When someone is relegated to a hospital bed and has been for months, don’t say, “You have so much time to rest now. Didn’t you say you wanted to be ‘less busy’?”
This isn’t what I meant when I said I needed rest. Being in and out of surgery brings its own brand of busy and I would gladly trade agony in the hospital for my active prior life.

Sometimes it’s best not to relate. An acquaintance said, “I totally thought of you today when I stubbed my big toe. It hurt like hell.”
Hell is toe loss, my friend.

Don’t ever say, “God can still use you.”
Um, what? Still?

Don’t offer up clichés.
It could have been worse.
I don’t know. Losing my limbs and a large portion of skin is pretty bad.
At least you’re alive.
Refer to previous answer.
What doesn’t kill you makes you stronger. Even though I love that new Kelly Clarkson song it doesn’t quite…fit.
God won’t give you more than you can handle. Again, refer to first answer.

Don’t tell them in an outburst of love that he/she is an angel. We’re not. I’m not. For those of us who are going through trauma we are trying to get through. We do not have wings. We don’t possess superpowers, although we secretly wished and prayed for them. There are no rules for grief and we want to get to the other side in sometimes the only way we know how. By hanging on.

Give the person who is going through the worst time of her/his life grace.
We want to see our loved ones restored and return to their bright, shining selves. We want them to be okay. One afternoon, heart-deep in mourning, Scott asked me, “When will you stop being angry?” I said, “When I stop.”
Know they want to return. They want more than anything to feel good and whole again. In the 2 years after the crash I would often be in my wheelchair, my mind screaming, when? When? Because, my God, I just wanted to feel alive again. And not this half-person I’d become. Your beloved longs to be okay more than you want them to be okay.

Finally, don’t judge. No one is an expert on pain. Love, have patience, and be there.

I’m working on a guide for my book, something practical and helpful to add to the end of my story.  A little how-to with some step-by-step. So, this is something I’m trying out. I’ll write a post on what to say/do soon. For now, do you have any advice on what not to say?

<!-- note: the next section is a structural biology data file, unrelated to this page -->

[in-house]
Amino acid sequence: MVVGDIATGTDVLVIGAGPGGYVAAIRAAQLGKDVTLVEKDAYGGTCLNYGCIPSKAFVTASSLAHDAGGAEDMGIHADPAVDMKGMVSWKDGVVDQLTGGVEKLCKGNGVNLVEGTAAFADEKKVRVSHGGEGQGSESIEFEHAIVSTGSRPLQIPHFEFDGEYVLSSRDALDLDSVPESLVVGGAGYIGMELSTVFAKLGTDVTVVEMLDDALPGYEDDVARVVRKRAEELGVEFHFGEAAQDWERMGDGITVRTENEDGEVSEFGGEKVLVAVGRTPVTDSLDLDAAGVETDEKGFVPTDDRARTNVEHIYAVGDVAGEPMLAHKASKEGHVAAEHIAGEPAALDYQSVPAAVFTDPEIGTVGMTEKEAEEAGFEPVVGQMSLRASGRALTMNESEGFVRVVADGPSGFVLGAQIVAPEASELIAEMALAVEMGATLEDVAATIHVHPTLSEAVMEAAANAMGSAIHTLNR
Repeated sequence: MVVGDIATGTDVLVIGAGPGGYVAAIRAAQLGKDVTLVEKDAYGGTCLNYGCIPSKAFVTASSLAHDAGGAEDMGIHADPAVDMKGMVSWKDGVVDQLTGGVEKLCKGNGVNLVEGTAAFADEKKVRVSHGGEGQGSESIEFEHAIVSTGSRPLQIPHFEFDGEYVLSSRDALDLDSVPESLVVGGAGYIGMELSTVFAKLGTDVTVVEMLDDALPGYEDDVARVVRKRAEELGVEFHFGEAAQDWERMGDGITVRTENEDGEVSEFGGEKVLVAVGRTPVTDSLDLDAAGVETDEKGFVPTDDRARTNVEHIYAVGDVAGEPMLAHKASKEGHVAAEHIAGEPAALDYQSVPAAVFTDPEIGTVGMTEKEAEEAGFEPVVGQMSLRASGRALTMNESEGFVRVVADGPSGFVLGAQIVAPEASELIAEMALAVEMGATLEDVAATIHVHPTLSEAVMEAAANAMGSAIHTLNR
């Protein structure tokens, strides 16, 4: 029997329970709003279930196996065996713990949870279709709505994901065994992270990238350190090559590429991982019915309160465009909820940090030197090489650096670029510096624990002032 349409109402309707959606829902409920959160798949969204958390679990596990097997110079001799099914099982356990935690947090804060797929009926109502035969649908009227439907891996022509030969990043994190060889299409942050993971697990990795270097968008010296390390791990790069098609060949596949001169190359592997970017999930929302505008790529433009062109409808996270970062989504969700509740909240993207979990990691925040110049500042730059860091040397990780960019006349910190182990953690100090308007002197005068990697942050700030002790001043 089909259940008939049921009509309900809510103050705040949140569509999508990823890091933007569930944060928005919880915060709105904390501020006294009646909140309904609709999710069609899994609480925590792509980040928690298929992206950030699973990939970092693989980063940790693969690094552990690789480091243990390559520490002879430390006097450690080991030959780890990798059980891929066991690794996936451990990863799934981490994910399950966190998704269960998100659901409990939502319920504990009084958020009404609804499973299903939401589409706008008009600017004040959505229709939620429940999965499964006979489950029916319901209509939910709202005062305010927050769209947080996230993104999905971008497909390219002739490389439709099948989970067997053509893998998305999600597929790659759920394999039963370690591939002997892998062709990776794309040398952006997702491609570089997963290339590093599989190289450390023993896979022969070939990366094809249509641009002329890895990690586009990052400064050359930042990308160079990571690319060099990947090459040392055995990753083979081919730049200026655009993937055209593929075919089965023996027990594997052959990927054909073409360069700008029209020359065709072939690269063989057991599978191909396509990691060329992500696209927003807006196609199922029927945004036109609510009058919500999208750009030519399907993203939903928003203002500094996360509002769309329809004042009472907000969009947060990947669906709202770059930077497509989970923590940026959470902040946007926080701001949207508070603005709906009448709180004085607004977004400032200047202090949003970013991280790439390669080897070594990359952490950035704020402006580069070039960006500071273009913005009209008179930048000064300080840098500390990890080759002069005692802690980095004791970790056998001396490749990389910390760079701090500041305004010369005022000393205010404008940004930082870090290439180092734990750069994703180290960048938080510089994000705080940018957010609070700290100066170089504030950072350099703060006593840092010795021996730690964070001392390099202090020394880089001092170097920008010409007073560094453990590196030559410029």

When you come from a long line of women who move with bravery and backbone, you’re destined to do the same. Perseverance is your crown. And like the women before me I wear it well. I was born a fighter. My dad said so.

I close my eyes and I breathe. In and out.

Under obligation, through worry and over the unknown I search for that spot inside me where peace resides. The place that tells me I’m going to be fine. No matter the outcome I am here – whole and healthy. My life is good.

While my body rests my mind races. It is dark, the house is still. Outside and over my children is a blanket of stars. The night isn’t enough to quiet me; there is always one more thing. While determination is in my bloodstream rest is foreign to me, to the women before me. If one learns by example then my example is to never stop.

I am crowded, too full to sleep. Thoughts zig-zagging through my brain. Longing for more, always for more, I wonder where I will go, where life will lead. What can I do? Change is everywhere.

I’m on my side, pillow scrunched under my head, hands curled under my chin. I remember holding my babies when they cried; gently patting their small soft backs as I sang lullabies into virgin ears. Soon, soon with long slow blinks, their mouths forming an ‘o’ they surrendered to sleep.

There is a time to fight and this is not the time. I breathe. In and out. I give in to the night. I surrender. To peace. To rest.

Swept up

In this ballet girl!

Annie is part of a ballet character duo this year and here she is on stage mid-performance as one of the two Dueling Maestros!